The Pawtucket Red Sox made a revised proposal for a stadium in Providence earlier this summer after its April proposal for $120 million in state subsidies fell flat, according to documents obtained by The Associated Press through a records request. State officials say negotiations continue, but two months after the team's ownership group presented a revised term sheet for the stadium plan, no details have been released.
City Councilman Seth Yurdin, a stadium opponent who represents downtown Providence, said that if there are terms being seriously considered, the public should know about them.
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"There is a real concern that as this stadium proposal lingers, you're starting to put the brakes on actual development of the whole area," Yurdin said. "Now there's a cloud hanging over the area."
PawSox spokeswoman Patti Doyle said a renegotiated agreement takes time and must be agreed on by everyone. She declined to discuss the revised terms.
A state agency, the I-195 Redevelopment District Commission, owns the waterfront land on which the PawSox want to build. Attorneys for the commission reviewed a "revised PBC term sheet" on July 2 and again on July 7, according to the documents released to the AP. PBC Associates is the team's corporate name.
The timing coincided with the team's launch of a public relations push it calls a "listening tour," in which team representatives would visit Rhode Island's 39 cities and towns to speak with residents. The first meeting was held July 7.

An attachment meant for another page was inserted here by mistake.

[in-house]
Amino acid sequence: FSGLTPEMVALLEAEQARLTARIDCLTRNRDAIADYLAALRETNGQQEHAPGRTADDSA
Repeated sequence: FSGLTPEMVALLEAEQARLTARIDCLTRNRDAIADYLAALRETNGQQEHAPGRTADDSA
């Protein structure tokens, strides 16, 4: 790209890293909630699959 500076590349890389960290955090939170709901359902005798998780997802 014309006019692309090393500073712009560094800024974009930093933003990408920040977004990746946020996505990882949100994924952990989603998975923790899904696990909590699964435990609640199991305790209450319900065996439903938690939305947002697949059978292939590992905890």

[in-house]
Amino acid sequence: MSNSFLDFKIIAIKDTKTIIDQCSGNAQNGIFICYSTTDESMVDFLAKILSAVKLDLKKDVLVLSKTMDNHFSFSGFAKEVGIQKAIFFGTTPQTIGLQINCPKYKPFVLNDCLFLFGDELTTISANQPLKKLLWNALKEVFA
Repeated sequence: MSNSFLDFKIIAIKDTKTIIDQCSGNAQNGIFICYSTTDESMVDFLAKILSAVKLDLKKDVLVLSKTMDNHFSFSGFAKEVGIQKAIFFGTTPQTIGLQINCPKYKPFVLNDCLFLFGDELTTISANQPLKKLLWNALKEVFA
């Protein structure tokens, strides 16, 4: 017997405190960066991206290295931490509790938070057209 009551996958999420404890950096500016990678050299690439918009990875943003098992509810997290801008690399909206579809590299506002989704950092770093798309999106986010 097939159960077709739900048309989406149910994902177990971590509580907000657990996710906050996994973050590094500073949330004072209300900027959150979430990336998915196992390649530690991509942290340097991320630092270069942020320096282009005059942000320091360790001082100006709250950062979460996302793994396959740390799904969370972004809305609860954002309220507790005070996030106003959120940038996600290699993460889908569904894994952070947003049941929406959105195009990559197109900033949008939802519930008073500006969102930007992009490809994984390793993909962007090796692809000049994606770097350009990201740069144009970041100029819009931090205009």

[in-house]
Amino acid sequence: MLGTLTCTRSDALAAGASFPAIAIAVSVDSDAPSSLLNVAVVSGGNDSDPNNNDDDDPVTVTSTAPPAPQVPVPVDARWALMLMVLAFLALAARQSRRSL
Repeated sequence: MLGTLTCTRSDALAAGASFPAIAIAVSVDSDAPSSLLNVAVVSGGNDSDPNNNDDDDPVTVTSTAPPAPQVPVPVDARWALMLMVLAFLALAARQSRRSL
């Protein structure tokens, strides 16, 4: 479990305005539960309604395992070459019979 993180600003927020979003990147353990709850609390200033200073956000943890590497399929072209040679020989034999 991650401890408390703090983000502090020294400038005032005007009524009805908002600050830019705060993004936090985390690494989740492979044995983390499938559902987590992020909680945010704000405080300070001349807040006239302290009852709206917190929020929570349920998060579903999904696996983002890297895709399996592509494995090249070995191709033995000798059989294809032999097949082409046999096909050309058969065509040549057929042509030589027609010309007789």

During the listening tour stops, PawSox representatives have repeatedly faced questions about the plan, but they respond by saying they don't know the details because the deal is being renegotiated.
"There's no news," Boston Red Sox senior adviser Charles Steinberg said at an Aug. 17 forum.
The team's ownership group, led by Boston Red Sox President Larry Lucchino, has been meeting behind closed doors with I-195 Redevelopment District Commission Chairman Joseph Azrack and economist Andrew Zimbalist, who has been hired by House Speaker Nicholas Mattiello to negotiate on his behalf after the team's first proposal died.
When asked about the length of time it has taken since a revised proposal was presented, Dyana Koelsch, spokeswoman for the commission, said in a statement there are many things that must happen before a stadium can move forward, including approval from regulators, agreement from stakeholders and "financial terms that are fair and that make sense for Rhode Islanders."
"All of the various issues need further attention," she said.
Yurdin said he understands the need for negotiations but is concerned the public is being left out.
"If there is some general consensus on an agreement and they're waiting for one block to be put in place, that's not fair to the public," he said.
Mattiello said Tuesday he would characterize the talks "more as a discussion than a negotiation." He would not discuss details of terms that are being discussed, but said he has an understanding of some of them. He re-iterated that any formal proposal would be "revenue neutral."
"Now that we have those broad terms, the governor and I are going to review them," he said. "I'll meet with the governor in about a week and discuss the terms. If we get beyond that point, I need to get buy-in from the public."